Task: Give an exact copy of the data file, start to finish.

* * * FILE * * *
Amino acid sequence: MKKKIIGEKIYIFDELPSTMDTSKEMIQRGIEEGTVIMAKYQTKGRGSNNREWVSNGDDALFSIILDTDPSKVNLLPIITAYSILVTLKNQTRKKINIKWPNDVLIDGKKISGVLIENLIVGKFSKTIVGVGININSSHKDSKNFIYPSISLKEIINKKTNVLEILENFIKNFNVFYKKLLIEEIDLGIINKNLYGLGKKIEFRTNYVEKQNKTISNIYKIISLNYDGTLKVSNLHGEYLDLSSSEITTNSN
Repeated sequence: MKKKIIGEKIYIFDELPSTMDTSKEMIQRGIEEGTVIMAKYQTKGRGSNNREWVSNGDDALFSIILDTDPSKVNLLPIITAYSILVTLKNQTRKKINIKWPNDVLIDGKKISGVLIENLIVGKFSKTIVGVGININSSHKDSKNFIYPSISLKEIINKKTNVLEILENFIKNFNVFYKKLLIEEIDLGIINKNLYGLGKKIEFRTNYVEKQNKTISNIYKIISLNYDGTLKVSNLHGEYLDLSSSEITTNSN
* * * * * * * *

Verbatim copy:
Amino acid sequence: MKKKIIGEKIYIFDELPSTMDTSKEMIQRGIEEGTVIMAKYQTKGRGSNNREWVSNGDDALFSIILDTDPSKVNLLPIITAYSILVTLKNQTRKKINIKWPNDVLIDGKKISGVLIENLIVGKFSKTIVGVGININSSHKDSKNFIYPSISLKEIINKKTNVLEILENFIKNFNVFYKKLLIEEIDLGIINKNLYGLGKKIEFRTNYVEKQNKTISNIYKIISLNYDGTLKVSNLHGEYLDLSSSEITTNSN
Repeated sequence: MKKKIIGEKIYIFDELPSTMDTSKEMIQRGIEEGTVIMAKYQTKGRGSNNREWVSNGDDALFSIILDTDPSKVNLLPIITAYSILVTLKNQTRKKINIKWPNDVLIDGKKISGVLIENLIVGKFSKTIVGVGININSSHKDSKNFIYPSISLKEIINKKTNVLEILENFIKNFNVFYKKLLIEEIDLGIINKNLYGLGKKIEFRTNYVEKQNKTISNIYKIISLNYDGTLKVSNLHGEYLDLSSSEITTNSN